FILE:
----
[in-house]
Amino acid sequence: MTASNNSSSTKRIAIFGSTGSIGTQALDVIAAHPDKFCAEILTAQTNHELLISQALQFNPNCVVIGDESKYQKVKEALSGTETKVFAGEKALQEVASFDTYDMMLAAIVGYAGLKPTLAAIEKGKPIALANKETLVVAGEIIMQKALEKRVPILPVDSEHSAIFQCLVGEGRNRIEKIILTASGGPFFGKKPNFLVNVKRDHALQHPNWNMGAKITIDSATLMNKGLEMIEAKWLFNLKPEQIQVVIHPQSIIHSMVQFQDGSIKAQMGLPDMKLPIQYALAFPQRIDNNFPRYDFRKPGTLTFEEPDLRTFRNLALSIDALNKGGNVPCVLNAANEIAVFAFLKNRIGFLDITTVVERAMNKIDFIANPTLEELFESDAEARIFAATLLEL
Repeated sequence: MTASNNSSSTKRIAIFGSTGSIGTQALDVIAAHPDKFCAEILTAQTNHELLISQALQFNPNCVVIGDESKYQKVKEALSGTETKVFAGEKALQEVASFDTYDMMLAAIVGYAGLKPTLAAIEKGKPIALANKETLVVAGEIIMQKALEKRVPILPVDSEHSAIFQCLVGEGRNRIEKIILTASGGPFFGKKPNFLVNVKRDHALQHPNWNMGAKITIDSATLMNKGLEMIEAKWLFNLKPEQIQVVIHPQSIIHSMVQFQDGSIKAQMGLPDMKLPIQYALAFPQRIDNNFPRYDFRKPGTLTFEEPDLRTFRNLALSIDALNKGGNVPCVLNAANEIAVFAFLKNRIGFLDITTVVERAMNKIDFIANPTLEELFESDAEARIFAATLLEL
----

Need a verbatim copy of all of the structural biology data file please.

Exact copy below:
[in-house]
Amino acid sequence: MTASNNSSSTKRIAIFGSTGSIGTQALDVIAAHPDKFCAEILTAQTNHELLISQALQFNPNCVVIGDESKYQKVKEALSGTETKVFAGEKALQEVASFDTYDMMLAAIVGYAGLKPTLAAIEKGKPIALANKETLVVAGEIIMQKALEKRVPILPVDSEHSAIFQCLVGEGRNRIEKIILTASGGPFFGKKPNFLVNVKRDHALQHPNWNMGAKITIDSATLMNKGLEMIEAKWLFNLKPEQIQVVIHPQSIIHSMVQFQDGSIKAQMGLPDMKLPIQYALAFPQRIDNNFPRYDFRKPGTLTFEEPDLRTFRNLALSIDALNKGGNVPCVLNAANEIAVFAFLKNRIGFLDITTVVERAMNKIDFIANPTLEELFESDAEARIFAATLLEL
Repeated sequence: MTASNNSSSTKRIAIFGSTGSIGTQALDVIAAHPDKFCAEILTAQTNHELLISQALQFNPNCVVIGDESKYQKVKEALSGTETKVFAGEKALQEVASFDTYDMMLAAIVGYAGLKPTLAAIEKGKPIALANKETLVVAGEIIMQKALEKRVPILPVDSEHSAIFQCLVGEGRNRIEKIILTASGGPFFGKKPNFLVNVKRDHALQHPNWNMGAKITIDSATLMNKGLEMIEAKWLFNLKPEQIQVVIHPQSIIHSMVQFQDGSIKAQMGLPDMKLPIQYALAFPQRIDNNFPRYDFRKPGTLTFEEPDLRTFRNLALSIDALNKGGNVPCVLNAANEIAVFAFLKNRIGFLDITTVVERAMNKIDFIANPTLEELFESDAEARIFAATLLEL